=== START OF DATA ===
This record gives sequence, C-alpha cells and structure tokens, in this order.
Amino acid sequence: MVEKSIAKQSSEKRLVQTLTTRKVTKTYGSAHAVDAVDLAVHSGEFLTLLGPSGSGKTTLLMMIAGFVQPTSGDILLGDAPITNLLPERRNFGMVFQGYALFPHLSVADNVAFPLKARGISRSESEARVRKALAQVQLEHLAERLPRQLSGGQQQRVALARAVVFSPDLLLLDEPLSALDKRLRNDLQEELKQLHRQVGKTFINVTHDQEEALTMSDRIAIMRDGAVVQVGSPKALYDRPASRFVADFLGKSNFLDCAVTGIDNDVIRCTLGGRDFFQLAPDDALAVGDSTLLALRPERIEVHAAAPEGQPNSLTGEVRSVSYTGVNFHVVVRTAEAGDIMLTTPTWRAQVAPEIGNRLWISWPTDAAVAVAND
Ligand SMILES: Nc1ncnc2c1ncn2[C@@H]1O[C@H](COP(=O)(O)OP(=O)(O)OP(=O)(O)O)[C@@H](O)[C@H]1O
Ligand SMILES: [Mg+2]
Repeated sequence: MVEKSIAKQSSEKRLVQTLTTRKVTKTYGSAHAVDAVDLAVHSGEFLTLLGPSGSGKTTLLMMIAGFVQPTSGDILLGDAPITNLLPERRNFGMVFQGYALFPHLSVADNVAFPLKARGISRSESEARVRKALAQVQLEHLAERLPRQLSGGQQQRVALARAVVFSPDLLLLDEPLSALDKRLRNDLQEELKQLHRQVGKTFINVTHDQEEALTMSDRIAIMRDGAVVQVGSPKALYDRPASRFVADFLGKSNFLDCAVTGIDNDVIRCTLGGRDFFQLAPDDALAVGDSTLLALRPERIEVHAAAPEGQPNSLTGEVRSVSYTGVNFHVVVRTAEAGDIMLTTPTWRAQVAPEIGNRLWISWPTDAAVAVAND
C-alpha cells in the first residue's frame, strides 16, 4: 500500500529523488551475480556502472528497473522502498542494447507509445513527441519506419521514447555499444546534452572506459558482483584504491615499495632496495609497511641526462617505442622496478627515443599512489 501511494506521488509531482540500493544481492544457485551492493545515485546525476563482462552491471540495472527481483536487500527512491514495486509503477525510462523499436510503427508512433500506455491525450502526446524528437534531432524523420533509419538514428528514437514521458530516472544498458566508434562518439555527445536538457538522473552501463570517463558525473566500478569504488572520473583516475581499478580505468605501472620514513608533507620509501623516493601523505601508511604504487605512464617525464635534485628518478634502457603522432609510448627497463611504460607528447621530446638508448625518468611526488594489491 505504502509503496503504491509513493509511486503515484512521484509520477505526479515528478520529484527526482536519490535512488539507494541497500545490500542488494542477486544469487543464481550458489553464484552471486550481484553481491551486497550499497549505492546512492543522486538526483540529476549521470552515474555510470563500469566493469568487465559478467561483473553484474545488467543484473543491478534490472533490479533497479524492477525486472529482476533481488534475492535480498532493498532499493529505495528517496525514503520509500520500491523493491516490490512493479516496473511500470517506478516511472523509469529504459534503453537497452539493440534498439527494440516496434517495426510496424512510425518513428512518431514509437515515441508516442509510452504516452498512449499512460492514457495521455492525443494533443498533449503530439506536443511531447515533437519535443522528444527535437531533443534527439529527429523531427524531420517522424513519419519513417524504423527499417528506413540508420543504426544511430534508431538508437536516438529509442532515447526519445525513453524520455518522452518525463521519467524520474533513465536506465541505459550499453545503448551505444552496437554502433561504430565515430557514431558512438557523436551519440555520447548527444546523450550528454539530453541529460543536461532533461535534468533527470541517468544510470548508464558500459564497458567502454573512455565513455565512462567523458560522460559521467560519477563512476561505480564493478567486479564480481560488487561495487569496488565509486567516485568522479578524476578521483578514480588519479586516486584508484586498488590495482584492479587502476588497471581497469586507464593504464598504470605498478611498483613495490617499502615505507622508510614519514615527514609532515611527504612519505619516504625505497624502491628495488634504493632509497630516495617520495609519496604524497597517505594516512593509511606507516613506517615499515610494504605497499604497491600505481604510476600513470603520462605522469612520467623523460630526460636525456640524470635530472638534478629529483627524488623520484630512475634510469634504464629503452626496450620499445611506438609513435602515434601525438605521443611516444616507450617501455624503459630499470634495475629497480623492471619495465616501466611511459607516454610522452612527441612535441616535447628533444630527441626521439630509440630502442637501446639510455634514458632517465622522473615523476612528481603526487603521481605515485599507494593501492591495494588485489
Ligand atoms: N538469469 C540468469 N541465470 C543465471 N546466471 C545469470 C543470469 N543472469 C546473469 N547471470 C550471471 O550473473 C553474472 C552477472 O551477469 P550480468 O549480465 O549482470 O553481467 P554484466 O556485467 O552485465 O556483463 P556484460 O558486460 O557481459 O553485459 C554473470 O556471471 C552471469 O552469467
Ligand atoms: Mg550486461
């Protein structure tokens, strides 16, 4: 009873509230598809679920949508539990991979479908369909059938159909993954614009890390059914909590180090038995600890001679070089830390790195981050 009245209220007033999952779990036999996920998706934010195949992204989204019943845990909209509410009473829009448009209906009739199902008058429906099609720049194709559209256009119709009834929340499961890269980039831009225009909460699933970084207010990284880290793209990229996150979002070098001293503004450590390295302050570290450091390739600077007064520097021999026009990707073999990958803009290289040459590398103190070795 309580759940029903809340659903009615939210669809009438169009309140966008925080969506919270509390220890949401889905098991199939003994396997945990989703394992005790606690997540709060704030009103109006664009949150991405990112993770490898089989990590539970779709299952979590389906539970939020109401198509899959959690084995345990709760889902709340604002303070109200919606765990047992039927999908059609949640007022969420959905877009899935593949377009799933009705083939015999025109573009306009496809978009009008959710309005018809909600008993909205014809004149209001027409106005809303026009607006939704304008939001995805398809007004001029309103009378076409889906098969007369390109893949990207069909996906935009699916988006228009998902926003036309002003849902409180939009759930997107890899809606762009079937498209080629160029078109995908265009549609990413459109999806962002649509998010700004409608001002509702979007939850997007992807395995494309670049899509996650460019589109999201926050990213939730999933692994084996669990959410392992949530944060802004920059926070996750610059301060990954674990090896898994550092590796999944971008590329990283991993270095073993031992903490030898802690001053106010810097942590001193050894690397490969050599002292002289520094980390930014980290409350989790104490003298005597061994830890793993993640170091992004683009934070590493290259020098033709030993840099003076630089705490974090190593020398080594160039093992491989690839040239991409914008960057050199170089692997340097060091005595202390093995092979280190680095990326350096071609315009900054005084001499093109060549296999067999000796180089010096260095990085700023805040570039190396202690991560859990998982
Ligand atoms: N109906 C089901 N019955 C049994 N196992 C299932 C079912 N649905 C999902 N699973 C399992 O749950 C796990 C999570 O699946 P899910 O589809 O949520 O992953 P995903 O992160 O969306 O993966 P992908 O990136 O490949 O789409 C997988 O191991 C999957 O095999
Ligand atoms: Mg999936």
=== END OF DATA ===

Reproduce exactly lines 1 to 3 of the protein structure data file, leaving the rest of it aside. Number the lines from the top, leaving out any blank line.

This record gives sequence, C-alpha cells and structure tokens, in this order.
Amino acid sequence: MVEKSIAKQSSEKRLVQTLTTRKVTKTYGSAHAVDAVDLAVHSGEFLTLLGPSGSGKTTLLMMIAGFVQPTSGDILLGDAPITNLLPERRNFGMVFQGYALFPHLSVADNVAFPLKARGISRSESEARVRKALAQVQLEHLAERLPRQLSGGQQQRVALARAVVFSPDLLLLDEPLSALDKRLRNDLQEELKQLHRQVGKTFINVTHDQEEALTMSDRIAIMRDGAVVQVGSPKALYDRPASRFVADFLGKSNFLDCAVTGIDNDVIRCTLGGRDFFQLAPDDALAVGDSTLLALRPERIEVHAAAPEGQPNSLTGEVRSVSYTGVNFHVVVRTAEAGDIMLTTPTWRAQVAPEIGNRLWISWPTDAAVAVAND
Ligand SMILES: Nc1ncnc2c1ncn2[C@@H]1O[C@H](COP(=O)(O)OP(=O)(O)OP(=O)(O)O)[C@@H](O)[C@H]1O